#10. Mauna Kea (USA)
Ask anyone what the tallest mountain in the world is, and they’ll tell you Mount Everest. But, technically, Mauna Kea, a volcano located in Hawaii, holds the record. The only catch is that most of the mountain is underwater. If measured from its oceanic base, it is 33,000 feet, or 10,000 meters. That is significantly higher than Mount Everest’s 29,029 feet. The mountain’s peak, 4,000 meters above sea level, is the known as the best place in the world for astronomy, due to its dry environment and stable airflow.
#9. Dead Sea (Israel, Jordan)
The Dead Sea, located inland between Israel and Jordan, is famous for having an unusually high salt content, meaning swimmers can merely float in the water without any effort, as the salt provides extra buoyancy. It is also home to the world’s lowest dry point, located in Jordan. The sea has a rich historical background, as it was the place King David took refuge in the Bible, was home to Herod the Great’s health spa, the first in the world, and also supplied the Egyptians with balms for mummification.
#8. Cave of Crystals (Mexico)
Located in the Mexican state of Chihuahua, the Cave of Crystals contains some of the largest crystals in the world, but is unexplored, due to the extreme conditions, which mean a person can only survive for ten minutes in the cave without proper equipment. It had always been completely flooded, but all the water contained in the cave was pumped away by a mining company. Sadly, the cave will soon be lost to humanity. In a Discovery Channel special, it was announced that the cave would be flooded again, since the crystals quickly deteriorate once they are exposed to air.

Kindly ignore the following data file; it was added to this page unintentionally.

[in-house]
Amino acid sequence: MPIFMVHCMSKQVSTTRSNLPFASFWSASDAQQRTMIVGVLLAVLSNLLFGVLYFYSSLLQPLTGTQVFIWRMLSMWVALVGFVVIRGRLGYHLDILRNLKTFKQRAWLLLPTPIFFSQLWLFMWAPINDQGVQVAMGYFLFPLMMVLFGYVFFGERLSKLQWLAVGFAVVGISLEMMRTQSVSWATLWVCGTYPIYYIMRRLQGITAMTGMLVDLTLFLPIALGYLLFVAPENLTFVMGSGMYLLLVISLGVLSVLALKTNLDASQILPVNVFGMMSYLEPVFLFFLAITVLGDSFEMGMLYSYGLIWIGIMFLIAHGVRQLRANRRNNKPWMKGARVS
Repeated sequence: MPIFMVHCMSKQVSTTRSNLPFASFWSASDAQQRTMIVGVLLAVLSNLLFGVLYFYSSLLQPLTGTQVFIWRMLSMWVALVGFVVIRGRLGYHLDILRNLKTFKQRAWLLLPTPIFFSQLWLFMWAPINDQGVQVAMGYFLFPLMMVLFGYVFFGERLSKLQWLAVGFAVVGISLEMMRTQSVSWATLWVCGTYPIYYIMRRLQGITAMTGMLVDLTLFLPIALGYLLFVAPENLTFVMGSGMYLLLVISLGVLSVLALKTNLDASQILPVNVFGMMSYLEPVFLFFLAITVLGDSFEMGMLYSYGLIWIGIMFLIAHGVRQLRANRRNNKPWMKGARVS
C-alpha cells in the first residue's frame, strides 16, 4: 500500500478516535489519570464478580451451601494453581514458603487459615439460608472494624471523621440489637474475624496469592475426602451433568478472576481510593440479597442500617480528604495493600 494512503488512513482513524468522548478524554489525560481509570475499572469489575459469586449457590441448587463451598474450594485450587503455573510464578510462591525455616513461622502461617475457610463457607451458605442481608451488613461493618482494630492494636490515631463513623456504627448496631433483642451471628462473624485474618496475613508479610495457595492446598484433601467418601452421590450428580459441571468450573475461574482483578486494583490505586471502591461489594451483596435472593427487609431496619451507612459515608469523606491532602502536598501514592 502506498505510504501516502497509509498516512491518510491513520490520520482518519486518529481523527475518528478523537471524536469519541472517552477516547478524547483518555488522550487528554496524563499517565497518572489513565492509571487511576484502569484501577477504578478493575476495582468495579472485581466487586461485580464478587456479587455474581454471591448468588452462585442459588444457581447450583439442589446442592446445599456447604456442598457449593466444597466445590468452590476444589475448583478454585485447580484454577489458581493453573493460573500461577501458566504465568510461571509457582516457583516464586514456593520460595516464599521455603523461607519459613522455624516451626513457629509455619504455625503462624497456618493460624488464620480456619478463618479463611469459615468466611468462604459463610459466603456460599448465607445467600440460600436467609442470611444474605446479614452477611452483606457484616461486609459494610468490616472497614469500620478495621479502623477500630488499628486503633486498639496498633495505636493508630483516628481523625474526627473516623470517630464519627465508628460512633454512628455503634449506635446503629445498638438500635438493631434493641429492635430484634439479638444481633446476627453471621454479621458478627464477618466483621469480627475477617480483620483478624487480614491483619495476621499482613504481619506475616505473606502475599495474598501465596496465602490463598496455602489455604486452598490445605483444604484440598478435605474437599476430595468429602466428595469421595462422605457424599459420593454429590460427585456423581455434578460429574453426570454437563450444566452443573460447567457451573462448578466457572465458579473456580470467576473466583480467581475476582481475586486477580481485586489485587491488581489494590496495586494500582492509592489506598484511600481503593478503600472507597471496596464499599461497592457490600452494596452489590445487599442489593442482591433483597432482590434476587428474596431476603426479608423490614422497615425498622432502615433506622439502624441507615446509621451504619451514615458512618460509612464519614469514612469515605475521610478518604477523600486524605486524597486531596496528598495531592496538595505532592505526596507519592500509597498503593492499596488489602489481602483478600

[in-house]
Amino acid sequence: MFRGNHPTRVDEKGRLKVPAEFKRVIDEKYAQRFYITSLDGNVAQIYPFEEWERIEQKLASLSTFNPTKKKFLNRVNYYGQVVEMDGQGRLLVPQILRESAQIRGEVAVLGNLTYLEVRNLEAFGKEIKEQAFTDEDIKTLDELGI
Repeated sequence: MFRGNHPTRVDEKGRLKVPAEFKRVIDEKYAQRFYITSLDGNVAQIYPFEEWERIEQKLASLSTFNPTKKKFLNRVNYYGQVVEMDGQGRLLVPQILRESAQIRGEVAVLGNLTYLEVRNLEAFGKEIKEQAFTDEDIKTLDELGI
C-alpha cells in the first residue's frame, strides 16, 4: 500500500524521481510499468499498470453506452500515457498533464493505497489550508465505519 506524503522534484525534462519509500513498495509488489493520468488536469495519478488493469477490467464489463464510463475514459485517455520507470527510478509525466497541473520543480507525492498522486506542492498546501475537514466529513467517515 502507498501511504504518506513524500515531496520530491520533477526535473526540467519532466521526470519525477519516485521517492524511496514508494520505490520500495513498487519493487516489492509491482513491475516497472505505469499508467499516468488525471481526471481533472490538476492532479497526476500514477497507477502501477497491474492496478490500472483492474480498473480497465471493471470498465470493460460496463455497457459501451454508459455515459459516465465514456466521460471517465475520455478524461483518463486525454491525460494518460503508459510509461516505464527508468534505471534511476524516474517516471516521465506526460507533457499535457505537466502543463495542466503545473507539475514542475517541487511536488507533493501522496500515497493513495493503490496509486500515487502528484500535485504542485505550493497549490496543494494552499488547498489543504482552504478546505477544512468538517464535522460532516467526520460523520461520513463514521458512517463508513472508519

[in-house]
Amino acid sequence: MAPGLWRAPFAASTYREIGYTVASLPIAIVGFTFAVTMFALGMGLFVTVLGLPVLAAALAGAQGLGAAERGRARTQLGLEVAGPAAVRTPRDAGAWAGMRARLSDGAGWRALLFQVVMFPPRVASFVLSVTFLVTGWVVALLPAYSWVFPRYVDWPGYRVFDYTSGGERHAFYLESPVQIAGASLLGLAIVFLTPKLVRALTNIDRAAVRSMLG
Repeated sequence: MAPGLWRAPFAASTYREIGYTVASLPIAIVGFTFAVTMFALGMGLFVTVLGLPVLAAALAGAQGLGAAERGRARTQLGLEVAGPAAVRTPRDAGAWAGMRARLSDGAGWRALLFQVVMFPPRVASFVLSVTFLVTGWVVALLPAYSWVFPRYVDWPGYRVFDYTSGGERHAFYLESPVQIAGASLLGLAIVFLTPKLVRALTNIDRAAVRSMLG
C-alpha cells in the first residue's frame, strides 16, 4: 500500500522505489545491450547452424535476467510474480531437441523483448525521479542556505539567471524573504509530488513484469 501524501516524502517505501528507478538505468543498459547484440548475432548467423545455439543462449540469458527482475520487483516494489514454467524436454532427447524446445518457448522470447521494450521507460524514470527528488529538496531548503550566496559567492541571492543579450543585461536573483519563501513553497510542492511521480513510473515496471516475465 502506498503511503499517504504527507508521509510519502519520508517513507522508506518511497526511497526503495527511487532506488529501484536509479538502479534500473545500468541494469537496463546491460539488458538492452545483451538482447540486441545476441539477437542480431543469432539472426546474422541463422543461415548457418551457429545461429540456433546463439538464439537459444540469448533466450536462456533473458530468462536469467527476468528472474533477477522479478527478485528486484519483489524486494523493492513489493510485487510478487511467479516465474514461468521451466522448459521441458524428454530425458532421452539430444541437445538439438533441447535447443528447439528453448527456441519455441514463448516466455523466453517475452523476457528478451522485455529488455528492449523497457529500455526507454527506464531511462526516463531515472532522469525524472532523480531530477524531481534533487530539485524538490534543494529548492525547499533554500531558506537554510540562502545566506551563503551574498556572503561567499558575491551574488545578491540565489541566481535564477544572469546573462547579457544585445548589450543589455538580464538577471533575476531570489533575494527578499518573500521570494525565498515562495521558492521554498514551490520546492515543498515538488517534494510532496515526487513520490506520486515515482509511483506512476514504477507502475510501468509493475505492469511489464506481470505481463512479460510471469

#7. Milford Sound (New Zealand)
There must be something special about a place for Rudyard Kipling to call it the eighth Wonder of the World. Milford Sound is, ironically, actually a fjord in the south side of the South Island. It is surrounded by massive sheer rock faces, over 3,000 feet high. They are named for what the look like – “The Elephant”, “The Lion” etc. They are two permanent waterfalls located in the area, and a lush rainforest grows on top of the rock faces, which contains many species not found anywhere else. Occasionally, the rain causes a tree avalanche, as the rainforest loses its grip on the rock faces.
#6. Mount Roraima (Brazil, Venezuela. Guyana)
This tabletop mountain is unique for its over 2,000 feet sheer cliffs on all sides. The only way for hikers to climb up the mountain, which is located in three countries, is through the Venezuelan side, where a staircase is carved into the rock. All the other sides take an expert rock climber to ascend. Once you’re on the top, you will find it mostly bare rock, due to the rainfall, except for marshes where numerous plants found exclusively on the mountain are found. It is easy to get lost once on top, as there are no directions or trails.
#5. Seven Colored Earths (Mauritius)